RCP unseen audience selection
RCP Unseen: audience selection
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Jean d'Arras, Histoire de la belle Mélusine (‘History of the beautiful Mélusine’), Lyon, c.1487 (CN21860)
A winged serpent woman in a medieval headdress flies out of a castle window in this woodcut illustration. Her suspicious husband can be seen spying on her through a keyhole.
In European folklore and mythology, Mélusine is a female spirit of the fresh water in a sacred spring or river. She is a shapeshifter, usually depicted as a woman who is a serpent or fish from the waist down (like a mermaid). Her legends take place in the northern and western areas of France, Luxembourg, and the Netherlands.
In this most famous of her legends, the young Mélusine seeks revenge on her father, locking him in a mountain after learning that he once wronged her mother. Her mother becomes enraged by Mélusine’s disrespect and condemns her to take the form of a serpent from the waist down every Saturday.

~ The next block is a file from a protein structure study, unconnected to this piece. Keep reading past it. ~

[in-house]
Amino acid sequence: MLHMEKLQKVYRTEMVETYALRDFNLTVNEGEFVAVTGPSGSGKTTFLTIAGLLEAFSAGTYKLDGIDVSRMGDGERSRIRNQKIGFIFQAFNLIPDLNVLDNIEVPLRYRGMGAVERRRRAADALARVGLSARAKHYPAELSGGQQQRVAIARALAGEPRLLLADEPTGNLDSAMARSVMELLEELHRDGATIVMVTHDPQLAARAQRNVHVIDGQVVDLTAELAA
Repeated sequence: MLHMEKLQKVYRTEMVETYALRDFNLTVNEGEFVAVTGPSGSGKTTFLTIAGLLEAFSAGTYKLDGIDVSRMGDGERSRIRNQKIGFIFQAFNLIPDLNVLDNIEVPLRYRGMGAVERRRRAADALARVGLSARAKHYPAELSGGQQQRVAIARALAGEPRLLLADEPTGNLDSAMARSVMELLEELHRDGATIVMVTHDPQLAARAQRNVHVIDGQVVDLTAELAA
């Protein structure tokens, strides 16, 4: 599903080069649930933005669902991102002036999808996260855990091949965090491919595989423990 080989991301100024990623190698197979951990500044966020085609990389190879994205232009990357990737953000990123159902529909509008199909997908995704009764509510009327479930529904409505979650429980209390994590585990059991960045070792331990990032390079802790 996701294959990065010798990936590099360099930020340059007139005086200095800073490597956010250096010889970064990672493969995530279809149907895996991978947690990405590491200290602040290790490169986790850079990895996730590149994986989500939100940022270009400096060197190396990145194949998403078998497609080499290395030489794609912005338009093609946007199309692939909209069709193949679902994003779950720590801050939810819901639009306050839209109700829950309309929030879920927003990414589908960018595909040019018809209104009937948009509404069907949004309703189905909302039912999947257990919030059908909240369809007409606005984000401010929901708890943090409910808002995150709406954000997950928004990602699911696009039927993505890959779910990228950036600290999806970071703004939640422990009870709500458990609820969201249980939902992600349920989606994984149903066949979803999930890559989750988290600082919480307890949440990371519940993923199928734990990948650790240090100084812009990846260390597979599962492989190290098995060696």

When Raymond of Poitou proposed marriage to Mélusine, she agreed on the condition that he never enter her chamber on a Saturday, so that she could keep her magical transformation a secret. He broke his promise and saw Mélusine in the form of a half-woman, half-serpent. Mélusine forgave her husband, but when during a disagreement he called her a ‘serpent’ in front of his court, Mélusine assumed the form of a dragon and flew off, never to return.
This book is known as an incunable, the technical term for any book printed in the earliest years of European book printing, before the year 1501. It is the most famous literary version of Mélusine tales, compiled by Jean d'Arras between 1382–1394 and later translated into English.